The Palmer Museum of Art at Penn State announced the purchase of the 1889 painting Hot Springs at Yellowstone by the artist Grafton Tyler Brown (1841–1918). Born in Harrisburg, Pennsylvania, to free Black parents, Brown went on to become known for his landscape paintings of Western subjects. “Nineteenth-century landscape paintings by African American artists are exceedingly rare,” said Erin M. Coe, director of the Palmer Museum of Art. “This work is the first by an African American artist of the era to enter the museum’s collection,” she added.
Grafton Tyler Brown spent his early childhood in Pennsylvania after his parents relocated from the slave-holding state of Maryland in 1837. As a teenager, he moved to California and worked for a noted lithographer in San Francisco. He took over the business in 1865 and renamed it G. T. Brown & Co. The business prospered producing city views, maps, and billheads throughout the 1860s and 1870s until Brown sold the company in 1878. Without any formal training, he turned to landscape painting in the 1880s and began making art and traveling the northwest through Victoria, British Columbia; Tacoma, Washington; Portland, Oregon; and Helena, Montana, finally settling in St. Paul, Minnesota, by 1893.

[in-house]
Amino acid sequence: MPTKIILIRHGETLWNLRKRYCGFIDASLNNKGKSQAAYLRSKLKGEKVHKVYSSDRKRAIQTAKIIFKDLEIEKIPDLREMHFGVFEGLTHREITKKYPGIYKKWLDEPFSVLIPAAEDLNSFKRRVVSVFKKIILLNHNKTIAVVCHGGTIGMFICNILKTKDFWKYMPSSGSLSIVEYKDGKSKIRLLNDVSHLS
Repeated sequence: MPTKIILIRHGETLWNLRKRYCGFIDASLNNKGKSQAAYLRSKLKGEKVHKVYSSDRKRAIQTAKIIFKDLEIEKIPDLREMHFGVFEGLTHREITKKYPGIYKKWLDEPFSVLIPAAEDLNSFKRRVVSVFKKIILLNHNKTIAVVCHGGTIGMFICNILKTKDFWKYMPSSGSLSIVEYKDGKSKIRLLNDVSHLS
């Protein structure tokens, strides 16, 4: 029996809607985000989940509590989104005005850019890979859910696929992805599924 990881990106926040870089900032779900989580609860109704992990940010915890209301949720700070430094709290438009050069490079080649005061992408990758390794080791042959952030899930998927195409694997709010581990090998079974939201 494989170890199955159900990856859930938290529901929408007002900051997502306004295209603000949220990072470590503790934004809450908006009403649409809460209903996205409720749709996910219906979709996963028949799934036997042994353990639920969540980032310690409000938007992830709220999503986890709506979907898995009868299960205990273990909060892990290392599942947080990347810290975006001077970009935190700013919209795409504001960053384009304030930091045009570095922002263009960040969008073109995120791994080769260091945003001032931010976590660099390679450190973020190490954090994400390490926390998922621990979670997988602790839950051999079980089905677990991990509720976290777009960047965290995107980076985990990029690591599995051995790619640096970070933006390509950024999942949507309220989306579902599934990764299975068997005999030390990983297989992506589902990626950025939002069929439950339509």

Brown is perhaps best known for his striking and detailed depictions of the natural wonders of Yellowstone National Park. Established in 1872, Yellowstone was a favorite subject of his, and he completed more than two dozen known paintings of its majestic, at times enigmatic, terrain between 1886 and 1891. Hot Springs at Yellowstone, which dates from a key period in Brown’s career, is a wonderfully vivid depiction of the stepped and striated rock formations there, charismatically capturing the almost otherworldly quality of the region’s distinctive hydrothermal pools.
VR Sunil Gohil